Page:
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FTSE 100 in freefall: is this the end of the bull market?

The FTSE 100 has plunged following Russia's invasion of Ukraine. Alice Guy examines whether this could signal the end of the bull market. The post FTSE...
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The FTSE 100 index has plunged 3.3% following the tragic news of Putin’s invasion of Ukraine. Stock markets have been jittery about the situation for weeks, and now Putin’s intentions are clear. Ukraine’s foreign minister has said that Russia has launched a “full-scale war” on the Eastern border of Europe.


How has it affected the FTSE 100?

The FTSE 100 index, which contains the UK’s 100 biggest companies, is down over 3% already. Shares in mining companies Evraz and Polymetal are down 26% and 37%, respectively. They both have operations in Russia and could be directly affected by the conflict.

Shares in other companies are less severely affected as investors wait to see how the situation develops.

What’s happened to world stock markets?

It’s not just the FTSE 100 that’s affected by the Russian conflict. Stock markets around the world are feeling the shock, with the German DAX down 5.0% and the Paris-based CAC also down 4.7%.

The US markets have yet to open at the time of writing, but the prospects don’t look good. It follows a dismal week, where the S&P has already dropped over 5% in the last five days.

How have investors reacted?

The FTSE 100 sell-off reflects a common pattern when stock prices drop. Investors often flee to safety and pile into safer investments like gold and bonds. That pattern seems to be repeating itself, with gold prices up 6% this week.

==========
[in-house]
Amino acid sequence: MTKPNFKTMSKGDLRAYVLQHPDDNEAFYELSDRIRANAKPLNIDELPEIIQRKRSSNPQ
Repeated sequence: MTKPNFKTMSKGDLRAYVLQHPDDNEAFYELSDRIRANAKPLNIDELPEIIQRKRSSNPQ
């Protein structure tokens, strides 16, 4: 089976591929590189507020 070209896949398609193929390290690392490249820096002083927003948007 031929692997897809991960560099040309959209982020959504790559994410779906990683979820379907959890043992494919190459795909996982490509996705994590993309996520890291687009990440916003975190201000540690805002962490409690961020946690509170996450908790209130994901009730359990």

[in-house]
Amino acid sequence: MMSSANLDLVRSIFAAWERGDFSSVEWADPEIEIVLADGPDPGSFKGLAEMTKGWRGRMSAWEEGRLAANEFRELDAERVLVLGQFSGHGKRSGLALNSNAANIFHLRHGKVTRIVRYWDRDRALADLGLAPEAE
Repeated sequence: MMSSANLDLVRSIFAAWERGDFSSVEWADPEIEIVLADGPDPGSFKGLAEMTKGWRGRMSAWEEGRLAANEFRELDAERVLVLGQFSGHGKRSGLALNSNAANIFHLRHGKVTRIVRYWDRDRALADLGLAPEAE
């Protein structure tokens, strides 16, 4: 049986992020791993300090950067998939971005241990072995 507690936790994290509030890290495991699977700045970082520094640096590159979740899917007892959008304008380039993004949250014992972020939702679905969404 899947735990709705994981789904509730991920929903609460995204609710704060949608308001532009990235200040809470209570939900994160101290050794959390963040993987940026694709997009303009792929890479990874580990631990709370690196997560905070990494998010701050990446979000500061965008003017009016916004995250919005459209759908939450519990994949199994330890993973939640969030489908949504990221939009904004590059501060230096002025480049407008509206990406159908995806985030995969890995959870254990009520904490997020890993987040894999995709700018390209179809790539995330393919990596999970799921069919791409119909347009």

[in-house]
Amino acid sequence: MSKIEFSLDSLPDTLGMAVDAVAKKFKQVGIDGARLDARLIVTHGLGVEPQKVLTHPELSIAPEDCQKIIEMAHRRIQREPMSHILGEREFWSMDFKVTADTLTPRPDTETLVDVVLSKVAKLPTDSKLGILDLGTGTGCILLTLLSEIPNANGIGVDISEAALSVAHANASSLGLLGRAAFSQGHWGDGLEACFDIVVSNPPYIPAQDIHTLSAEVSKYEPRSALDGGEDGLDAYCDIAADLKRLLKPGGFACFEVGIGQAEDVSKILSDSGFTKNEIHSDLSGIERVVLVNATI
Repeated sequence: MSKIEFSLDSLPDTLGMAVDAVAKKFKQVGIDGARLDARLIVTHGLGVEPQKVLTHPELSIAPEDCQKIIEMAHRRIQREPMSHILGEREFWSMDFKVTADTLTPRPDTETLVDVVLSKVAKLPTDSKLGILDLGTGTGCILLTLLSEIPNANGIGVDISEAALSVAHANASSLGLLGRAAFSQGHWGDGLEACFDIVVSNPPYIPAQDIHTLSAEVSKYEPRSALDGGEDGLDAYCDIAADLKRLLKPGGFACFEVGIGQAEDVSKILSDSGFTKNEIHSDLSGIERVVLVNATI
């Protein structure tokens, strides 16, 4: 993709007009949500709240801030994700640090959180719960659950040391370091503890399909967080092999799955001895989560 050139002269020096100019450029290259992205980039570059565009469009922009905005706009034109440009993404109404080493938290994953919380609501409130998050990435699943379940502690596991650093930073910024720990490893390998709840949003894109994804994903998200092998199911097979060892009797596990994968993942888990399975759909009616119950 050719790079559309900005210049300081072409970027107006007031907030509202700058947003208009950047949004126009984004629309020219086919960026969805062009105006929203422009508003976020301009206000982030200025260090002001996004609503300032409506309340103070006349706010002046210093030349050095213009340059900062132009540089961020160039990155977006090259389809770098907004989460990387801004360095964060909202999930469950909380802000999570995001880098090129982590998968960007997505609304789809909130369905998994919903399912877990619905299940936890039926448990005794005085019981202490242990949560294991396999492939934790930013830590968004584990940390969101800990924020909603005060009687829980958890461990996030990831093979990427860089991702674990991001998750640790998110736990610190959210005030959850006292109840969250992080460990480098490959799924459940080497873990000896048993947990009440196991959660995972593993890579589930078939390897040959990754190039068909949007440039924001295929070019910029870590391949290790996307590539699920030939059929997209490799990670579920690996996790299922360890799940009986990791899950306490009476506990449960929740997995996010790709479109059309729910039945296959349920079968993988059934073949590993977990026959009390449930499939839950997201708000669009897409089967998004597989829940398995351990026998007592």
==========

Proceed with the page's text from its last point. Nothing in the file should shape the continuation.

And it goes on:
Is this the end of the bull market?

The stock market is notoriously hard to predict. And market forecasts can often prove embarrassingly wrong. 

For a stock market dip to turn into a full-blown bear market, FTSE 100 prices would need to plunge more than 20% and stay depressed for more than two months. This would signal the end of the recent bull market. Whether that happens will depend largely on how the situation develops in Ukraine.

If the conflict is short-lived, there may not be a significant long-term correction. Mohir Kumar at Jefferies comments that the 2014 Crimea crisis “did not produce any lasting market impact”. 

However, there are already signs that the ripple effect from this conflict may be far greater as Ukrainian and Russian forces enter a full-blown conflict.

There are other clouds on the horizon for the stock market. Escalating global inflation and increasing interest rates could have a long-term chilling effect on corporate profits as companies struggle to grow.


Should investors sell their FTSE 100 shares?

It’s an uncertain time, but unless you need the cash soon, it may make sense to hold onto your FTSE 100 shares.  That’s because, even if the FTSE 100 plunges, history tells us that prices are likely to climb back up over time.

If you sell when prices are low, then you will crystallise your loss. But as long as you can afford to hold onto your shares, then you don’t need to worry that prices are temporarily depressed.

How does dollar-cost averaging work when the stock market slumps?

When the stock market plunges, it’s a good idea to go back to basics and remember the principles of long-term investing. One of those principles is dollar-cost averaging. That means investors carry on investing regularly whatever the stock market and the FTSE 100 are doing.

It’s a great idea because investing when the stock market drops is better value in the long run. Investors buying a FTSE 100 fund when prices have dropped can buy more for their money. That can lead to greater investment wealth once prices start to climb again.

If you’re thinking of opening a stocks and shares ISA before the end of the tax year, then take a look at our top-rated Stocks and Shares ISAs.

The post FTSE 100 in freefall: is this the end of the bull market? appeared first on The Motley Fool UK.

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